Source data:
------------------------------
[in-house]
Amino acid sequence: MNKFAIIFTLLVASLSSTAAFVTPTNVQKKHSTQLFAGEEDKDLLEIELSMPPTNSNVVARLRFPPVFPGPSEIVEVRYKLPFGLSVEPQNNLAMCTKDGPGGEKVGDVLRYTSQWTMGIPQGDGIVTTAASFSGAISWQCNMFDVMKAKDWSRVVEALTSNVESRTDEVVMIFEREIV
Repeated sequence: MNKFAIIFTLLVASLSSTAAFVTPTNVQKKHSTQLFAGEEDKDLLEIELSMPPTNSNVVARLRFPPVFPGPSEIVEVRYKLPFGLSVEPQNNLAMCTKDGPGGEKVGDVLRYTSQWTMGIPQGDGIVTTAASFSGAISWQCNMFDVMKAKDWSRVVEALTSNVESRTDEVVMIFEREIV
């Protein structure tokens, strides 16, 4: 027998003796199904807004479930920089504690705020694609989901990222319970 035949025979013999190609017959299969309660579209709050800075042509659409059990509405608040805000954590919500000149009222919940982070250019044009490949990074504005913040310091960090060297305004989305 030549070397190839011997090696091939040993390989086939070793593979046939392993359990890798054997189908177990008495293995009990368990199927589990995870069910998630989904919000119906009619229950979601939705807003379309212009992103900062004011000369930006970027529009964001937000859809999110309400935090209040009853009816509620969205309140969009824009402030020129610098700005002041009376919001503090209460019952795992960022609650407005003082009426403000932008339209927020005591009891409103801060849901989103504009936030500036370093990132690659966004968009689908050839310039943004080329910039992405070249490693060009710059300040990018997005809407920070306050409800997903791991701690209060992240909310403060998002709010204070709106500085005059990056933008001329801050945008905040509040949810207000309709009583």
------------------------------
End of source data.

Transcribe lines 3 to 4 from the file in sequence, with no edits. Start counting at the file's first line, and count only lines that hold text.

Repeated sequence: MNKFAIIFTLLVASLSSTAAFVTPTNVQKKHSTQLFAGEEDKDLLEIELSMPPTNSNVVARLRFPPVFPGPSEIVEVRYKLPFGLSVEPQNNLAMCTKDGPGGEKVGDVLRYTSQWTMGIPQGDGIVTTAASFSGAISWQCNMFDVMKAKDWSRVVEALTSNVESRTDEVVMIFEREIV
């Protein structure tokens, strides 16, 4: 027998003796199904807004479930920089504690705020694609989901990222319970 035949025979013999190609017959299969309660579209709050800075042509659409059990509405608040805000954590919500000149009222919940982070250019044009490949990074504005913040310091960090060297305004989305 030549070397190839011997090696091939040993390989086939070793593979046939392993359990890798054997189908177990008495293995009990368990199927589990995870069910998630989904919000119906009619229950979601939705807003379309212009992103900062004011000369930006970027529009964001937000859809999110309400935090209040009853009816509620969205309140969009824009402030020129610098700005002041009376919001503090209460019952795992960022609650407005003082009426403000932008339209927020005591009891409103801060849901989103504009936030500036370093990132690659966004968009689908050839310039943004080329910039992405070249490693060009710059300040990018997005809407920070306050409800997903791991701690209060992240909310403060998002709010204070709106500085005059990056933008001329801050945008905040509040949810207000309709009583």